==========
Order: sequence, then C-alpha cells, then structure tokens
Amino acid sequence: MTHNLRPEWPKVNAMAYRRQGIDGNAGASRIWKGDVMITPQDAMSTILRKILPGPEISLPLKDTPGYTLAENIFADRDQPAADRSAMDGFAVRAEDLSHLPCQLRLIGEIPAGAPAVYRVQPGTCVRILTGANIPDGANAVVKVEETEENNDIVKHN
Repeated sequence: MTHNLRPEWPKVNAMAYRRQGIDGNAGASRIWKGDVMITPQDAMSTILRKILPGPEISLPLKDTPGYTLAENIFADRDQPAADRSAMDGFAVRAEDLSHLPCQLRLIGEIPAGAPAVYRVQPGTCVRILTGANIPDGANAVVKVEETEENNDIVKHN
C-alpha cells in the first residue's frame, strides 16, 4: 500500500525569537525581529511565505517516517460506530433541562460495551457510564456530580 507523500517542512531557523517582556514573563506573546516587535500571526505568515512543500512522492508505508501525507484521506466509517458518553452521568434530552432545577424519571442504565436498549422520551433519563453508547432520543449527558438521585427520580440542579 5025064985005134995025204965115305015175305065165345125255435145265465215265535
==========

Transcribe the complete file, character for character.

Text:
Order: sequence, then C-alpha cells, then structure tokens
Amino acid sequence: MTHNLRPEWPKVNAMAYRRQGIDGNAGASRIWKGDVMITPQDAMSTILRKILPGPEISLPLKDTPGYTLAENIFADRDQPAADRSAMDGFAVRAEDLSHLPCQLRLIGEIPAGAPAVYRVQPGTCVRILTGANIPDGANAVVKVEETEENNDIVKHN
Repeated sequence: MTHNLRPEWPKVNAMAYRRQGIDGNAGASRIWKGDVMITPQDAMSTILRKILPGPEISLPLKDTPGYTLAENIFADRDQPAADRSAMDGFAVRAEDLSHLPCQLRLIGEIPAGAPAVYRVQPGTCVRILTGANIPDGANAVVKVEETEENNDIVKHN
C-alpha cells in the first residue's frame, strides 16, 4: 500500500525569537525581529511565505517516517460506530433541562460495551457510564456530580 507523500517542512531557523517582556514573563506573546516587535500571526505568515512543500512522492508505508501525507484521506466509517458518553452521568434530552432545577424519571442504565436498549422520551433519563453508547432520543449527558438521585427520580440542579 5025064985005134995025204965115305015175305065165345125255435145265465215265535